The current program gives developers extra points in the city’s annual building-permit competition for projects with some affordable units, while projects devoted primarily to affordable housing can skip the competition entirely. The numbers indicate, however, that incentives have failed to entice developers, who have snapped up all but 191 of the 2,550 building permits earmarked for market-rate homes, while more than 600 of the 700 affordable-housing exemptions remain.

While councilmen appear to have settled the mandatory minimum issue, serious questions remain about the viability of the policy in certain areas of the city.

Councilman Gartman pointed out that the policy requires landowners to come together and create a specific plan of development for an entire neighborhood district before anyone can begin building.

That approach has grown from the example set by the Glen Loma Ranch project, a roughly 1,700-unit project that represents a single neighborhood in the city’s southwest quadrant. That project, roughly five years in the making, is just now passing through the final approval process.

Officials have pointed to the Glen Loma project as a template for planning in other neighborhood districts, but Gartman and others have argued that such an approach will prove unwieldy if not impossible when dealing with north central Gilroy.

That neighborhood, located just south of Buena Vista Avenue, contains 277 acres of land split into 119 separate parcels.

Gartman argued that the policy’s requirement for a specific plan would create a “bottleneck” in north Gilroy, choking off all development for years while landowners try to agree on a single plan.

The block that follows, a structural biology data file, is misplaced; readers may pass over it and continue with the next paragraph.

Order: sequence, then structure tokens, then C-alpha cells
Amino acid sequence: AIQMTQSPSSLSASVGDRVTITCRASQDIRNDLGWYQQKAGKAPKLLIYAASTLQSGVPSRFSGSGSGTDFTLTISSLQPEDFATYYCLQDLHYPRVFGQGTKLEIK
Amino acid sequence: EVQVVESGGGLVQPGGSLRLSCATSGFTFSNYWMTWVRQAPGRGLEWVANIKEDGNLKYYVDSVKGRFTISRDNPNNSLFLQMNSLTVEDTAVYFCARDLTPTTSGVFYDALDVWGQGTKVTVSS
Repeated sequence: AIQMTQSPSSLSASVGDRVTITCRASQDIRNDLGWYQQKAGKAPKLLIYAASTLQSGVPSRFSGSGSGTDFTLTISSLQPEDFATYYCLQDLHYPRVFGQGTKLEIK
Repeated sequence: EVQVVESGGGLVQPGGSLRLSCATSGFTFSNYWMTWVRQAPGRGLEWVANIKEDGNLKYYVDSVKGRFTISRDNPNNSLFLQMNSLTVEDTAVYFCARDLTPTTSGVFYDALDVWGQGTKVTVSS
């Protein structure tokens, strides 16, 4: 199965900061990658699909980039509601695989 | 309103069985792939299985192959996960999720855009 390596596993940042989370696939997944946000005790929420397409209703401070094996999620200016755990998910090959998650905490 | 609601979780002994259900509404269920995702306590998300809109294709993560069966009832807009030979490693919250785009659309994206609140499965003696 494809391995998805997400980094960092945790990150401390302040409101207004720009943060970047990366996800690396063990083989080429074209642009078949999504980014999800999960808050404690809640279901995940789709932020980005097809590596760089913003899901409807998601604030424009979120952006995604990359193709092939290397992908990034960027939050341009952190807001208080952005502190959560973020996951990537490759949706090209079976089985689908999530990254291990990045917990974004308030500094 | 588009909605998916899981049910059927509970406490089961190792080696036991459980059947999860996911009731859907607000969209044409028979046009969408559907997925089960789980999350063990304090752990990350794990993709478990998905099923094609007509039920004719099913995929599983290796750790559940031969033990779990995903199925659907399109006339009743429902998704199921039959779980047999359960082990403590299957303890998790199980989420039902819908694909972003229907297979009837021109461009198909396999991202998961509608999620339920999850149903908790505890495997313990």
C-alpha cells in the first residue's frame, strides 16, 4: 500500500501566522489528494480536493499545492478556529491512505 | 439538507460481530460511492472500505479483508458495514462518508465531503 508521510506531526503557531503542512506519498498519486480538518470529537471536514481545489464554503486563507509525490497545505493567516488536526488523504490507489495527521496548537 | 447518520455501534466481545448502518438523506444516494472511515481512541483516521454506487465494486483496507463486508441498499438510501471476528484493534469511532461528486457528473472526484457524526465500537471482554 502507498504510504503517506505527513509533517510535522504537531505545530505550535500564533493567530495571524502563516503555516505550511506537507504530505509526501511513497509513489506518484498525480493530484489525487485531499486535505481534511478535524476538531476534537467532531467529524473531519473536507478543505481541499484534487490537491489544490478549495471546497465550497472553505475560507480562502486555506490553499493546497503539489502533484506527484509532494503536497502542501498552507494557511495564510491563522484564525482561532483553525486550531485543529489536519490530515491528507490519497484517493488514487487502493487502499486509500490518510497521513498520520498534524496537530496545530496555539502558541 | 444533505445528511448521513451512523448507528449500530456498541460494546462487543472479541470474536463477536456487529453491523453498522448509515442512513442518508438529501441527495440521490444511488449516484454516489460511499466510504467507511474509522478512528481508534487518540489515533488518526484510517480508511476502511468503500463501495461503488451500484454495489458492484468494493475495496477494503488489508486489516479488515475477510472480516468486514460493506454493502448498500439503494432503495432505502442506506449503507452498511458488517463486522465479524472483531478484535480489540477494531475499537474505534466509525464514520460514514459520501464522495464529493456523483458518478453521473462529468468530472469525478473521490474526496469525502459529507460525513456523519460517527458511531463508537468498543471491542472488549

“If you have a small developer with a few acres, you’re going to be out of business for years until everyone else gets together,” he said. Even those looking to build affordable housing, he pointed out, would be barred from proceeding until a specific plan is put in place.

City Planning Manager Bill Faus said planning for the north central district will require the city taking the lead, as it has done for planning in the downtown area.

Faus acknowledged that the planning process “may hold (some developers) up to some degree,” but defended the city’s approach.

“We do not have 100 percent of property owners in agreement with the direction of the (Downtown) Specific Plan,” he said, “although we’ve put together a process by which we’re all acknowledging the process and working together.”

Developer James Suner, a member of the Downtown Specific Plan Task Force, said the 15 percent requirement “seems reasonable,” but echoed Gartman’s reservations about the overall Neighborhood District Policy.

“You have to allow for the individual property owners to develop within the plan,” he said.

He suggested Gilroy follow the example of cities in the Central Valley that limit themselves to planning street layouts and public utilities, without getting tangled in detail of housing types and mixes.

In other words, getting too specific with specific plans could spell major consequences for the city’s already limited and pricey housing market.

“If the north central area can’t develop because it’s bogged down in the planning process,” Suner reasoned, “it’s going to affect our housing availability.”

More than minimums

In addition to setting a minimum percentage for affordable housing, the city’s draft Neighborhood District Policy would:

• Provide bonuses in the city’s building permit competition to projects that exceed minimum affordable housing requirements

• Increase number of homes allowed per acre

• Mandate a mix of housing

• Establish architectural guidelines for homes

• Require traffic and sidewalk standards